It doesn't have to be perfect, just do your best. Alternatively, write a list of all the instrumentation in order of importance and volume. For example, number one lead vocals, number two, electric guitars, number three, bass. Four, drums and five, backing vocals.
Whilst the rough mix provides level and placement information, a commercial reference track gives a mix engineer guidance on the sonic profile and energy you're hoping for in your overall mix.
Do you want your mix to sound bright and open or rich and full? A reference helps the mixer hear what you want from the finished mix.
Do you like a particular vocal effect you've heard recently and you'd like something similar in the breakdown section? Then send in a reference.
Sending a reference can be far more informative than trying to describe in words what it is you're after from a special effect.
This isn't imperative, but I think it's a nice touch, especially as you're likely to be working remotely with your mixer. Provide a list of microphones, cabs, guitar model and positioning and what you were trying to achieve sound-wise if this is something that's particularly important to you. Provide a list of the band members names and what they play, it's just nice to know!
And it also makes for a more personal experience. Explain where the drum overheads and room mics were placed. Or better still, send in a photo.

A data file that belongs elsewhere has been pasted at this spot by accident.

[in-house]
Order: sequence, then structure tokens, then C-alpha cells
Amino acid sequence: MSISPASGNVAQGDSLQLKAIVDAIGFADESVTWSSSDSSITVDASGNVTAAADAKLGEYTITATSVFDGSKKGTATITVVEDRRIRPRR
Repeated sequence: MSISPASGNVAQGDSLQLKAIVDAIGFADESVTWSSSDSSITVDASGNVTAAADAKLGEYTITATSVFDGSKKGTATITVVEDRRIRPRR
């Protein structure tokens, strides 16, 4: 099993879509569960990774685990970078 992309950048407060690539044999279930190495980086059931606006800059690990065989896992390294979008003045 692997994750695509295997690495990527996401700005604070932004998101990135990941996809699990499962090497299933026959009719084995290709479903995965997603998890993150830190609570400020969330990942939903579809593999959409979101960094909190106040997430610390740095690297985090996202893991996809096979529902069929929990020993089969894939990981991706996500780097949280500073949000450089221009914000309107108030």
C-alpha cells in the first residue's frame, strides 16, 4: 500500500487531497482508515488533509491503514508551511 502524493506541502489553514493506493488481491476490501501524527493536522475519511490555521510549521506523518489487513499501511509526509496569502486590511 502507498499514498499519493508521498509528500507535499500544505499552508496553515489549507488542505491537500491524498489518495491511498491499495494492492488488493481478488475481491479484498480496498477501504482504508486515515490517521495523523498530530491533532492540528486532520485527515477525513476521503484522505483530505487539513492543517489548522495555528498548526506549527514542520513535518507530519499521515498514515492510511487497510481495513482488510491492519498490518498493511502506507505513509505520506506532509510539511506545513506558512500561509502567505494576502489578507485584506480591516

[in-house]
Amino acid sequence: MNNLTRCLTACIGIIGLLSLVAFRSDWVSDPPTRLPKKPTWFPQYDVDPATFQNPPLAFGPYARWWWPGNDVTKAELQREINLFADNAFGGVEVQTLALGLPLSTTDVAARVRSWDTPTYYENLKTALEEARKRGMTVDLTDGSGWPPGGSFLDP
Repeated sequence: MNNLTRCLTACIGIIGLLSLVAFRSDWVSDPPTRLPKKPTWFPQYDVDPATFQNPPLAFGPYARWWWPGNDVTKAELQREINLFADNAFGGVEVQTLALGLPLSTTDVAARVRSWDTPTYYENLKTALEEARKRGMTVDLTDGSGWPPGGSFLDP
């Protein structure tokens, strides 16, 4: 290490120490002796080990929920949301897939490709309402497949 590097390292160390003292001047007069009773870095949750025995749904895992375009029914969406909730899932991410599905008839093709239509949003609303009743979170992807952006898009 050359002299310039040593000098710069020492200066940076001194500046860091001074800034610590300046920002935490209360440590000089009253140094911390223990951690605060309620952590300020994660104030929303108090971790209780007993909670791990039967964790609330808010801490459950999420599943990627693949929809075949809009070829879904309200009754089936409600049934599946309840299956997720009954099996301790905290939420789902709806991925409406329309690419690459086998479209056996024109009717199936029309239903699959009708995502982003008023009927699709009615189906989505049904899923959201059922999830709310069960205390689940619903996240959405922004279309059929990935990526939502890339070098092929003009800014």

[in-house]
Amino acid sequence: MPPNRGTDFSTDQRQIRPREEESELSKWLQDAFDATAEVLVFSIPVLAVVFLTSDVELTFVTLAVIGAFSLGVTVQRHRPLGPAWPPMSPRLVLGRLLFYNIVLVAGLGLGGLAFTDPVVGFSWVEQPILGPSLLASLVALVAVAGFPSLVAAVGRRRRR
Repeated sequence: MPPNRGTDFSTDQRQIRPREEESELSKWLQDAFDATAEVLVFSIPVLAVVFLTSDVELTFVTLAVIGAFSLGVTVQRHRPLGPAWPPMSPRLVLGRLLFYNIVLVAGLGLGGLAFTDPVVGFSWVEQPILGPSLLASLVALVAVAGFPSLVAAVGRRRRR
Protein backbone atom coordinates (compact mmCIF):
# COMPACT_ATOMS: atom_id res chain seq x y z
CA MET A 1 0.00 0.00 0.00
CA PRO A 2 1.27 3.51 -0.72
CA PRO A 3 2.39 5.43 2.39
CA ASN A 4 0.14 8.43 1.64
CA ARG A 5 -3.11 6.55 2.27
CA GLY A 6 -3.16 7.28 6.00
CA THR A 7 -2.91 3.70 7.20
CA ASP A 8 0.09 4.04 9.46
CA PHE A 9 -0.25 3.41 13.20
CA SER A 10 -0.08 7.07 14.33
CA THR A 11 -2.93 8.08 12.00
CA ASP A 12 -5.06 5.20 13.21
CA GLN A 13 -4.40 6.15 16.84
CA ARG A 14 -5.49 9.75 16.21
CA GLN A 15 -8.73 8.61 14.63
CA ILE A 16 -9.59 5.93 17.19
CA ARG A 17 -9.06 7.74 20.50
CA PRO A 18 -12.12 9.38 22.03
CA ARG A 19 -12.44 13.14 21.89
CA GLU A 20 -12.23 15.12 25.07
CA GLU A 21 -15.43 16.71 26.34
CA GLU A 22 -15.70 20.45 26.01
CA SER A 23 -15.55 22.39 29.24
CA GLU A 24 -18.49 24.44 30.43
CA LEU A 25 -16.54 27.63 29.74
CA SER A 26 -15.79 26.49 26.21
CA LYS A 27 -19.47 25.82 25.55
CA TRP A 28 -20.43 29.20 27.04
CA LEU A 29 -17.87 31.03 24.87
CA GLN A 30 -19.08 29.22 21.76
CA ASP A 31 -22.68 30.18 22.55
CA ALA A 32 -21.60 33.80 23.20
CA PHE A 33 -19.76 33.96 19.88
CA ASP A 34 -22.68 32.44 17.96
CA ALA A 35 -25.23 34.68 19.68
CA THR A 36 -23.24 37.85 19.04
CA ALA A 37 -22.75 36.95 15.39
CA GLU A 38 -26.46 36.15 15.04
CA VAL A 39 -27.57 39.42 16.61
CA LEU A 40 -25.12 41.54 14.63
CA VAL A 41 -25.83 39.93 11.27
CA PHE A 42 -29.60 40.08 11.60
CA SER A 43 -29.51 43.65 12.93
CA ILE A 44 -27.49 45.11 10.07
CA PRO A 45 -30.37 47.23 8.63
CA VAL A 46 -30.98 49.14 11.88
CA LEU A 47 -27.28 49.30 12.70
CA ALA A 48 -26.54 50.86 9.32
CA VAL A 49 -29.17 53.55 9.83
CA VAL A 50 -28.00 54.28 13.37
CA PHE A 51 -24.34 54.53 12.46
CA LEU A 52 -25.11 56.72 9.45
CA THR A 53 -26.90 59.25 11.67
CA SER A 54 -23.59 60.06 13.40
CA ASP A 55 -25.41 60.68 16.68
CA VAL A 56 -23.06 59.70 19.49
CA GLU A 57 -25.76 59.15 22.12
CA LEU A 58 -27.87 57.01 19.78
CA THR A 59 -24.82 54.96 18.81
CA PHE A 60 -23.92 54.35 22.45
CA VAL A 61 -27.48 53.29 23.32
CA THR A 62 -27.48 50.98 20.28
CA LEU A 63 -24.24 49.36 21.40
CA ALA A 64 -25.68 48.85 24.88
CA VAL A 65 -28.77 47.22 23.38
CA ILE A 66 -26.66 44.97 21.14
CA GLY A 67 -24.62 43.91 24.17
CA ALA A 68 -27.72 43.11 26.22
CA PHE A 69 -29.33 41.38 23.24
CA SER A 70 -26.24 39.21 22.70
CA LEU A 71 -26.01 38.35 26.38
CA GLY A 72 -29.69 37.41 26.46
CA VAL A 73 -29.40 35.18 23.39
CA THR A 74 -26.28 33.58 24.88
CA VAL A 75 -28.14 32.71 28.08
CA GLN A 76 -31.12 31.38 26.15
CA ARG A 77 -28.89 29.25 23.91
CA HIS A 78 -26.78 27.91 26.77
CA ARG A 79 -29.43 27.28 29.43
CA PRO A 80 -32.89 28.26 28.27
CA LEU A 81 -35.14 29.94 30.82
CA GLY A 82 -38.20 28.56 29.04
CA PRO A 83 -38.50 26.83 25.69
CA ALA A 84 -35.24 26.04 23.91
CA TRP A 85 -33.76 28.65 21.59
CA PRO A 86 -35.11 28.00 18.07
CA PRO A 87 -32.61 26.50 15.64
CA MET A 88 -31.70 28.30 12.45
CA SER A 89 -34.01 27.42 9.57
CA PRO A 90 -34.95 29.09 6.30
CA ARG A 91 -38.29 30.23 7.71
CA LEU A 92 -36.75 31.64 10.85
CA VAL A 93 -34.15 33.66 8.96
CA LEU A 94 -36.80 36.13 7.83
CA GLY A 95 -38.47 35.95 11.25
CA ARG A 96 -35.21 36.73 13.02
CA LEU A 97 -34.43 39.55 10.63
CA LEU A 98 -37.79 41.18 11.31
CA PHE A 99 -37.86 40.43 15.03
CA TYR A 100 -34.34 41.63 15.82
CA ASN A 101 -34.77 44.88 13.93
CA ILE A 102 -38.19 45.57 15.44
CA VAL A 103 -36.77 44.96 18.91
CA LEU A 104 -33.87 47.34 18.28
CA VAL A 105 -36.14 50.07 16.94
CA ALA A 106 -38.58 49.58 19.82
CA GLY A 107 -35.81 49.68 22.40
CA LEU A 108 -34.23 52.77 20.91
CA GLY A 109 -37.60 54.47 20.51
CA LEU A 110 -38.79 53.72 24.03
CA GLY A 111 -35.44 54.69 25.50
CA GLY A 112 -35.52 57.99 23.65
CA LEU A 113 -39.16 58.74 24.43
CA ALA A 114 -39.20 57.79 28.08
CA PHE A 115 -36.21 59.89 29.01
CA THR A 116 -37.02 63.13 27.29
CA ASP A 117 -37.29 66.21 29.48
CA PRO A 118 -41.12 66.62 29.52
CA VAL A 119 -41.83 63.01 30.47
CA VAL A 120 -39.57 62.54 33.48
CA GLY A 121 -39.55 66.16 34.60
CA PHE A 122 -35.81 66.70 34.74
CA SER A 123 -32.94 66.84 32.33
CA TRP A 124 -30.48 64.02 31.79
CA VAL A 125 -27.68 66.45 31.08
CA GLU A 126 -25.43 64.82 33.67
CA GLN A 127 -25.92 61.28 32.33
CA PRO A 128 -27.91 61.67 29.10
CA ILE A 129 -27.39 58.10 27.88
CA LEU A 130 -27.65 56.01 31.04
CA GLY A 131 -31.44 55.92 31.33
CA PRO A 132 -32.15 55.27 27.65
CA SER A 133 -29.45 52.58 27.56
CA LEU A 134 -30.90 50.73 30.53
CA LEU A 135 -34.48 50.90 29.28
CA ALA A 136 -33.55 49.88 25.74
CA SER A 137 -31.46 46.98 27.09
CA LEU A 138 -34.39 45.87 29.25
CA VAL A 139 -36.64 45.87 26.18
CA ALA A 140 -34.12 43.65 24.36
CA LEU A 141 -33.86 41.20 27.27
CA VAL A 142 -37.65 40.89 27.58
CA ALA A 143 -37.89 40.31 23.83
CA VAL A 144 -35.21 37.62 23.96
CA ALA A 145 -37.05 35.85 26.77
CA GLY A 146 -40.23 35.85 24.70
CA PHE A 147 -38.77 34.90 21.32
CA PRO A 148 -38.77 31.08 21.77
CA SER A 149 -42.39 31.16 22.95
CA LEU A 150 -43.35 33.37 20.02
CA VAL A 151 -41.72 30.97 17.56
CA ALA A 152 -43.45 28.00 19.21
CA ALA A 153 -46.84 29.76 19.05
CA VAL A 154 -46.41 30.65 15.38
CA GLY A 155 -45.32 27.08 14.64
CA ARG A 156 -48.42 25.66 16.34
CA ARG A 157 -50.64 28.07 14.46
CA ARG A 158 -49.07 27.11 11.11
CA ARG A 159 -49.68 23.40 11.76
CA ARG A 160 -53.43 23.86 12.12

Provide info about any unusual techniques that the tracking engineer may have used and why.
It's pretty straightforward to prepare your track for mixing. There aren't a lot of steps involved, but if any are missing and it can cause problems and wasted time to-ing and fro-ing on email. Always ask what the mixing engineer needs from you and how they'd like it to be sent and get clear on the payment terms and on an agreed deadline.
Even if you don't have a hard deadline as such, it's good to agree on one any anyway, to prevent the revision process from stretching out the completion date. Understand what deliverables you need and let your mixing engineer know at the very start of the project so they can prepare their session appropriately.
So that's a complete look at working with a mix engineer. But what about using a mastering engineer? Then check the link in the description for my guide: how to prepare your mix for mastering, where you learn how to get the best sounding results and how to save money in the process. So check that out and I'll see you in the next video.
*Repurposed from my original blog post on https://www.musicmixpro.co.uk/
Enter your email address to join my mailing list and get this free bonus